As already defined superstructure is the part of structure above ground level which is visible easily. In a building column, walls, beams, slabs, doors, window etc. form the superstructure while in bridges piers and deck form superstructure. The visible part of dams and water tank are superstructures of dam and water tank respectively. In this Article various loads acting on superstructure are discussed and types of construction discussed. To get safe structures at the same time without ignoring economy of the structure, it is necessary to estimate the various loads acting suitably. Indian standard code IS: 875–1987 specifies various design loads for buildings and structures. They have grouped various loads as under:
- Dead loads
- Imposed loads
- Wind loads
- Snow loads
- Earthquake loads
- Special loads
Details of earthquake load is covered in IS: 1893 – 1984 which should be considered along with other types of loads given in IS-875. The code also gives various load combinations to be considered in the design.
The dead load in a building comprises the weight of roofs, floors, beams, columns, walls, partition walls etc. which form permanent part of the building. It is to be found by working out volume of each part and then multiplying with unit weight. Unit weight of various materials are listed in part-I of IS: 875. Unit weights of some of the common materials are presented in Table below.
Plain cement concrete
Reinforced cement concrete
Wooden floors hard wood
16 mm thick
28 mm thick
Country Tiles (single) including battens
Mangalore Tiles with battens
Mangalore tiles with flat tiles
A.C. Sheets 6mm thick
A.C. Sheet 5mm thick
20.4 – 26.5 kN/m3
5 to 8 kN/m3
IMPOSED LOADS (IL)
The loads which keep on changing from time to time are called as imposed loads. Common examples of such loads in a building are the weight of the persons, weights of movable partition, dust loads and weight of furniture. These loads were formerly known as live loads. These loads are to be suitably assumed by the designer. It is one of the major load in the design. The are to be suitably assumed by the designer. It is one of the major load in the design. The are to be suitably assumed by the designer. It is one of the major load in the design. The minimum values to be assumed are given in IS 875 (part 2)–1987. It depends upon the intended use of the building. These values are presented for square metre of floor area. The code gives the values of loads for the following occupancy classification:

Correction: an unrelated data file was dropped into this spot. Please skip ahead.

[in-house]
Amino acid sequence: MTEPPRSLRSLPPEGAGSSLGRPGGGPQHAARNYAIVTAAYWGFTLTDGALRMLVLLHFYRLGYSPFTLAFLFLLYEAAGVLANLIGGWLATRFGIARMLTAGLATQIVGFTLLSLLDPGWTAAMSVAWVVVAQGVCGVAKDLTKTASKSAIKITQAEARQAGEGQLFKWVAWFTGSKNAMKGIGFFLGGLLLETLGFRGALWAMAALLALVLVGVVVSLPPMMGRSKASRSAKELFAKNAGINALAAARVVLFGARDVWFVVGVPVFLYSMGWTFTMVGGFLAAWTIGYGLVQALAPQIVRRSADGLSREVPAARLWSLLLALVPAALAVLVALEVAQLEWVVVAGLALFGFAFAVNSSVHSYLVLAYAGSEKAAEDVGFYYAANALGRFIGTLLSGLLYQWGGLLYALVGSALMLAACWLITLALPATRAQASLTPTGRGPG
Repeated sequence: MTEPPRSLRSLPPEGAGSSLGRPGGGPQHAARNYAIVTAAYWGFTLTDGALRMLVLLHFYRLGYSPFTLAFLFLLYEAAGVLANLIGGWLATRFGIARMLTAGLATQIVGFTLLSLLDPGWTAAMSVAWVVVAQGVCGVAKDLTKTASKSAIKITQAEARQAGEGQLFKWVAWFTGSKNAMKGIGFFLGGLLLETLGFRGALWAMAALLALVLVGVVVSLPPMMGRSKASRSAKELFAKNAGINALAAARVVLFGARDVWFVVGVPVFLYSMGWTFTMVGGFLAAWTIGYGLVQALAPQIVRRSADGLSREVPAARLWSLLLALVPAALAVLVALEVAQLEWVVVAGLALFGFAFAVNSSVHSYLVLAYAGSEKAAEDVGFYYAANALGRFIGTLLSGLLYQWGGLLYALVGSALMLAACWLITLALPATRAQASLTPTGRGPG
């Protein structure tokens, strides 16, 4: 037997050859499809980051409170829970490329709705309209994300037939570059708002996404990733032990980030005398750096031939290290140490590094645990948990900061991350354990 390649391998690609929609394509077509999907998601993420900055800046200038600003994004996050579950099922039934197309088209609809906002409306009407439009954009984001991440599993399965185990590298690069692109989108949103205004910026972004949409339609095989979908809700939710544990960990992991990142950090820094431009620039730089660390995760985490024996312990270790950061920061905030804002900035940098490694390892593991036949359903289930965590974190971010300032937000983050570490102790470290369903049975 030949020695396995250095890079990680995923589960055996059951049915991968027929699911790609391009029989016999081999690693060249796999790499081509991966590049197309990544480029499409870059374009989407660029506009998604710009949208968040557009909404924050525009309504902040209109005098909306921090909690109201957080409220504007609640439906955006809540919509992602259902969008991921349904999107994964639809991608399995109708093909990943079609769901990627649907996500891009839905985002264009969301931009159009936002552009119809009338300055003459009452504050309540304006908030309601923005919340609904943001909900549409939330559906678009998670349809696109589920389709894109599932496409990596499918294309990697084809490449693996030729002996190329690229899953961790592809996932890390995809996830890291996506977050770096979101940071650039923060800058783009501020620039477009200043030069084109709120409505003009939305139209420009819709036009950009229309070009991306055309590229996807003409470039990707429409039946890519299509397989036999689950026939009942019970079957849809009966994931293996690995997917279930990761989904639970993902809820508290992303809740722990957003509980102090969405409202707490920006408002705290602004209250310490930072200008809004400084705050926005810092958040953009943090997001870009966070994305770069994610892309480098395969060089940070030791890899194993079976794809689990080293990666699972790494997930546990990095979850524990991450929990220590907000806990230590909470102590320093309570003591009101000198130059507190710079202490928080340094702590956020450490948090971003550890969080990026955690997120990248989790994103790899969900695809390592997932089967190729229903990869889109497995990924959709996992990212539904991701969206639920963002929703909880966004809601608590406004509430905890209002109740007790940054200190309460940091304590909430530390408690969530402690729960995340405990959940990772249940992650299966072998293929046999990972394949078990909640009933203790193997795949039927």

(i) Residential buildings–dwelling houses, hotels, hostels, boiler rooms and plant rooms, garages.
(ii) Educational buildings
(iii) Institutional buildings
(iv) Assembly buildings
(v) Business and office buildings
(vi) Mercantine buildings
(vii) Industrial buildings, and
(viii) Storage rooms.
The code gives uniformly distributed load as well as concentrated loads. The floors are to be investigated for both uniformly distributed and worst position of concentrated loads. The one which gives worst effect is to be considered for the design but both should not be considered to act simultaneously.
In a particular building, imposed load may change from room to room. For example in a hotel or a hostel building the loads specified are,
| (a) Living rooms and bed rooms
(c) Dining rooms
(d) Office rooms
(e) Store rooms
(f) Rooms for indoor games
The force exerted by the horizontal component of wind is to be considered in the design of buildings. It depends upon the velocity of wind and shape and size of the building. Complete details of calculating wind load on structures are given in IS-875 (Part 3) -1987. Brief idea of these provisions are given below:
(i) Using colour code, basic wind pressure ‘Vb’ is shown in a map of India. Designer can pickup the value of Vb depending upon the locality of the building.
(ii) To get the design wind velocity Vz the following expression shall be used:
Vz = k1 k2 k3 Vb
Where k1 = Risk coefficient
k2 = Coefficient based on terrain, height and structure size.
k3 = Topography factor
(iii) The design wind pressure is given by
pz = 0.6 V2
where pz is in N/m2 at height Z and Vz is in m/sec. Up to a height of 30 m, the wind pressure is considered to act uniformly. Above 30 m height, the wind pressure increases.
IS 875 (part 4) – 1987 deals with snow loads on roofs of the building. For the building to be located in the regions wherever snow is likely to fall, this load is to be considered. The snow load acts vertically and may be expressed in kN/m2 or N/m2. The minimum snow load on a roof area or any other area above ground which is subjected to snow accumulation is obtained by the expression S = ì S0 Where S = Design snow load on plan area of roof.ì = Shape coefficient, and S0 = Ground snow load.